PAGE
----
And the week goes on, the Romans and the Jewish leaders work together, and they arrest Jesus. One of his own friends, Judas, sells him out for some silver coins – he is betrayed by those closest to him and in the end even his closest friends deny ever knowing him. In the space of one week, Jesus goes from the being the celebrity hero of the people – in today’s world, Jesus riding into town on a donkey would have gone viral on social media, the world celebrating their hero. And then at the end of the week, the political forces have used all their conniving and their influence, they’ve run a smear campaign in the papers and on social media – and everyone turns against Jesus.

At Jesus trial, he doesn’t argue back, he doesn’t plead to be let off. How infuriating: he’s taunting the powerful people, he’s still promoting peace. The crowds boo and hiss, and Jesus is killed, an ugly, horrific, torturous death as Jesus is crucified on a cross. And as he is being killed, he still shows compassion for his Mum, for his friends, for the thief being killed alongside him. Is there anything that you are so passionate about, that you would be willing to accept that fate? And in that fate, would you still be able to walk that path in love and compassion?

Jesus knew that he was called, to challenge the powers of his time. He wasn’t willing to play the game, he wasn’t willing to collude with hypocrisy, he wasn’t willing to accept the corruption and distortion of the message of peace and love within his faith. And for that, Jesus was killed, he paid the ultimate sacrifice And then a few days later, we have stories of the resurrection, of people encountering Jesus afresh.

That message of death and resurrection is the central image of our Christian faith. It is a path for all of us: the path of dying to an old way of being – dying to conforming, dying to be pressured to try and fit in, dying to all that we think we should be for others.

And the message of resurrection, of rebirth. For each of us to be reborn into a new way of life. That’s not about physical rebirth: Jesus message is that each of us really is OK, every single one of us, each person, precious, valuable and loved as we really are.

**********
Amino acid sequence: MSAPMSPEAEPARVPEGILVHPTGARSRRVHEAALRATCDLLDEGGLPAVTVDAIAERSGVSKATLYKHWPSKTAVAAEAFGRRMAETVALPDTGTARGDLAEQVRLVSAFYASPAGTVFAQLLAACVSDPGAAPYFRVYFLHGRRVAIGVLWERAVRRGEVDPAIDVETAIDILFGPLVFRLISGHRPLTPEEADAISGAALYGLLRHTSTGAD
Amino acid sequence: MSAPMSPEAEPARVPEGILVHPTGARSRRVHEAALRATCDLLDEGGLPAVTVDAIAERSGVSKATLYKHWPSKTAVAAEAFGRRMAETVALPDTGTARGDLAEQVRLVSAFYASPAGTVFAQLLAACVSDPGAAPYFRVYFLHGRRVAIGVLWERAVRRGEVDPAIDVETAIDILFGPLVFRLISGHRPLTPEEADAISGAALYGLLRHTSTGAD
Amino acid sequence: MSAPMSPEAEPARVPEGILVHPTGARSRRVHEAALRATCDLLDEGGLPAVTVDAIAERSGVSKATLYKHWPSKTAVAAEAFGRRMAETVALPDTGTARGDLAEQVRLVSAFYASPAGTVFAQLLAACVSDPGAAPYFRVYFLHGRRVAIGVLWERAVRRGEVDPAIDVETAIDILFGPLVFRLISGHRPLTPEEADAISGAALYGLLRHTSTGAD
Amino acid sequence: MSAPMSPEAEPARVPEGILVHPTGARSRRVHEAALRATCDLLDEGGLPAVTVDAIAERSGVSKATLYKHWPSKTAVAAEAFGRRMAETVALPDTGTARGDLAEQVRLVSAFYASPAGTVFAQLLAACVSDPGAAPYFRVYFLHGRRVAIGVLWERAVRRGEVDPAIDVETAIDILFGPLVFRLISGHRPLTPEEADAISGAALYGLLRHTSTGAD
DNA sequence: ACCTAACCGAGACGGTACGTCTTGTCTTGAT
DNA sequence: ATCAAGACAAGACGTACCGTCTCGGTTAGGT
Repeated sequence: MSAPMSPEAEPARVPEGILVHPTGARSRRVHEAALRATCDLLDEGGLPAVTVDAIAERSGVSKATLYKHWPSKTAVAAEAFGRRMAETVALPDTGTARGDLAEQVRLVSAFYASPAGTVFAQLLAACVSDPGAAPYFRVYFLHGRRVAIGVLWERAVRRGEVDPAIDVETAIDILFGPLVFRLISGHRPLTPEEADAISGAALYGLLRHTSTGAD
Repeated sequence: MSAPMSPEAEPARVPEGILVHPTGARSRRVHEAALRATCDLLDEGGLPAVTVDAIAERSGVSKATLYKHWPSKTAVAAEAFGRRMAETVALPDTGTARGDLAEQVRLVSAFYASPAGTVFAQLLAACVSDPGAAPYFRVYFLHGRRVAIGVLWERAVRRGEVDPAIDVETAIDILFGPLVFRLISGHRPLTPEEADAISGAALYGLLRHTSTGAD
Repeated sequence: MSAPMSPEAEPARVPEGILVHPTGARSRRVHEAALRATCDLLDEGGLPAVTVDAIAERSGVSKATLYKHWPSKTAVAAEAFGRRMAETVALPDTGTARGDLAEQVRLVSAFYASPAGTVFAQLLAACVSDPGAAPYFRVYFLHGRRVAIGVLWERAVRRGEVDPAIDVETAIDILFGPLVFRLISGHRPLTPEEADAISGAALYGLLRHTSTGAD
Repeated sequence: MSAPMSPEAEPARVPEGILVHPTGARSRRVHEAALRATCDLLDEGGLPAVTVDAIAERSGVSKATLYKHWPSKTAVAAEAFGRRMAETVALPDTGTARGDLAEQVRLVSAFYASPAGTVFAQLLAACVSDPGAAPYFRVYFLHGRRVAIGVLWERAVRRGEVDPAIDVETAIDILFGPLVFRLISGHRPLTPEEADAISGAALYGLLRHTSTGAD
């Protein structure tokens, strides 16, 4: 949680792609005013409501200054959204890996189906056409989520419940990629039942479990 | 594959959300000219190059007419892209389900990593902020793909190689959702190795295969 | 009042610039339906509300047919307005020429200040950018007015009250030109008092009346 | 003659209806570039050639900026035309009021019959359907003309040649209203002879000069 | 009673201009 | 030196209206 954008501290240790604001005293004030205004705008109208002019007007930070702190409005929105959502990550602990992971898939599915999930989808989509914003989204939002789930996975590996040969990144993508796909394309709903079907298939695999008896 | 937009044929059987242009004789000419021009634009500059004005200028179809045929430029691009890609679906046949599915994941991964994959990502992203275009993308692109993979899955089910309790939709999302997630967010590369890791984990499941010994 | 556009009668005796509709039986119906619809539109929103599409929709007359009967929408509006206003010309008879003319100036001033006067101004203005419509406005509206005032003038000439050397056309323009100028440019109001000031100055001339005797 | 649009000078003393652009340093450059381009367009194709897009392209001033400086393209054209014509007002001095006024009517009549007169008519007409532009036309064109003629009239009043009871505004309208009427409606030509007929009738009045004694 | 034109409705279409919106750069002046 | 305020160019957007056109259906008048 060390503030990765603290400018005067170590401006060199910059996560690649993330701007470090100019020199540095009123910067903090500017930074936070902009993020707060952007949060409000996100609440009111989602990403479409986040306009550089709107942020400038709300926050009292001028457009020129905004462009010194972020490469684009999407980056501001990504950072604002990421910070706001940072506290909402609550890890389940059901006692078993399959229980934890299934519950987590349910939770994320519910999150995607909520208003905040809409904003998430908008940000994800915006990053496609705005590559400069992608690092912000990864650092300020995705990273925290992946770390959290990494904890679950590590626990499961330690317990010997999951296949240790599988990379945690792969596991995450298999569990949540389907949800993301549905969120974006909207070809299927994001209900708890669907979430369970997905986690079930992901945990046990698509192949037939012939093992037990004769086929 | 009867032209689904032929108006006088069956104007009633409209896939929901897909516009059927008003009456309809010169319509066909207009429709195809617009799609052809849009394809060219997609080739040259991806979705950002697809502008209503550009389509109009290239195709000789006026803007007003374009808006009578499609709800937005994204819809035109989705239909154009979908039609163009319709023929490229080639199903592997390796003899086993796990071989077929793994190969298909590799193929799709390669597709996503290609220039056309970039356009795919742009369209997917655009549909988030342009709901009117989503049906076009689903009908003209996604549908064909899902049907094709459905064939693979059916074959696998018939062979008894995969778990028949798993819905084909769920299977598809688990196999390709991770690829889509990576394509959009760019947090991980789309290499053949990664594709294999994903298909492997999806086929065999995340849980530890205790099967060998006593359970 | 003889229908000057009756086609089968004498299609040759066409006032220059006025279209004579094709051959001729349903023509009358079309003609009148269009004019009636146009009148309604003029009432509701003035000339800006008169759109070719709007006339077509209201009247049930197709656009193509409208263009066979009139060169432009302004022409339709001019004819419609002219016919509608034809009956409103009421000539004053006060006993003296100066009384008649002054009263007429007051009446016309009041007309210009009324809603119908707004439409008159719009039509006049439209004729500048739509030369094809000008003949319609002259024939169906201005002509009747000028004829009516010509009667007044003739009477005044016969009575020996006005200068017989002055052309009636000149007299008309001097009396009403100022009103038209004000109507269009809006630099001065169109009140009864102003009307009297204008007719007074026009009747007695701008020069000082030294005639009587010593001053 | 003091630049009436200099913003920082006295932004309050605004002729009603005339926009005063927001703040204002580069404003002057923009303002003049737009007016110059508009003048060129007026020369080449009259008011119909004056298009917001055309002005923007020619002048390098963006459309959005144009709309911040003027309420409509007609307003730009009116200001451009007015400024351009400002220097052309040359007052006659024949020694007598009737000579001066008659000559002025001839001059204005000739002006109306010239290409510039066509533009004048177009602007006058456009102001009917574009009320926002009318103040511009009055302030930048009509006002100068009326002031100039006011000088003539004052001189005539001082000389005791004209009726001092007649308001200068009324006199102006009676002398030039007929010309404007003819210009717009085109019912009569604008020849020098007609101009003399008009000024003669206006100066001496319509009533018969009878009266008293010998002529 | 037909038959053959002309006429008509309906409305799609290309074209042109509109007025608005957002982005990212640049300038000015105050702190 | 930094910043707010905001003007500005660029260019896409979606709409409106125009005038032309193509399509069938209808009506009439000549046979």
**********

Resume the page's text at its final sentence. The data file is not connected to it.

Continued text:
Are you willing to discover that new life – to accept yourself as you really are, to know deep within that you are loved, that you are lovable? The Christian path is one of dying and rising, of each of us, each day letting go of the masks we hide behind – embracing the truth of who we are.

I’m hoping that we’re not called to a horrific death, as Jesus was. But each of us is called to pick up our cross and follow him. Picking up our cross, means living the life that we are in, living with the unique challenges that we face, and being willing to answer God’s call to us. So today, yes, we remember God’s saving work through the events of holy week. But we also remember God the Son, Jesus the man, being willing to see that calling through, even to death on a cross.

So whatever this Easter season holds for you, I invite you to remember Jesus message, of peace and love And his message that you are precious, you are special, you are loved by God, as you are.
And as we talk about new life today, it’s remembering that each of is called to live the life we are in, to accept the body, the mind, the soul that we have, and to live each day afresh, open to the possibilities as we live, present to ourselves, present to each other.

I’m going to end by sharing with you a poem called Our Deepest Fear from Marianne Williamson, that I think sums up something of this new life that we celebrate at Easter.

Our deepest fear is not that we are inadequate.
Our deepest fear is that we are powerful beyond measure.
It is our light, not our darkness
That most frightens us.
We ask ourselves
Who am I to be brilliant, gorgeous, talented, fabulous?
Actually, who are you not to be?
You are a child of God.
Your playing small
Does not serve the world.
There’s nothing enlightened about shrinking
So that other people won’t feel insecure around you.
We are all meant to shine,
As children do.
We were born to make manifest
The glory of God that is within us.
It’s not just in some of us;
It’s in everyone.
And as we let our own light shine,
We unconsciously give other people permission to do the same.
As we’re liberated from our own fear,
Our presence automatically liberates others.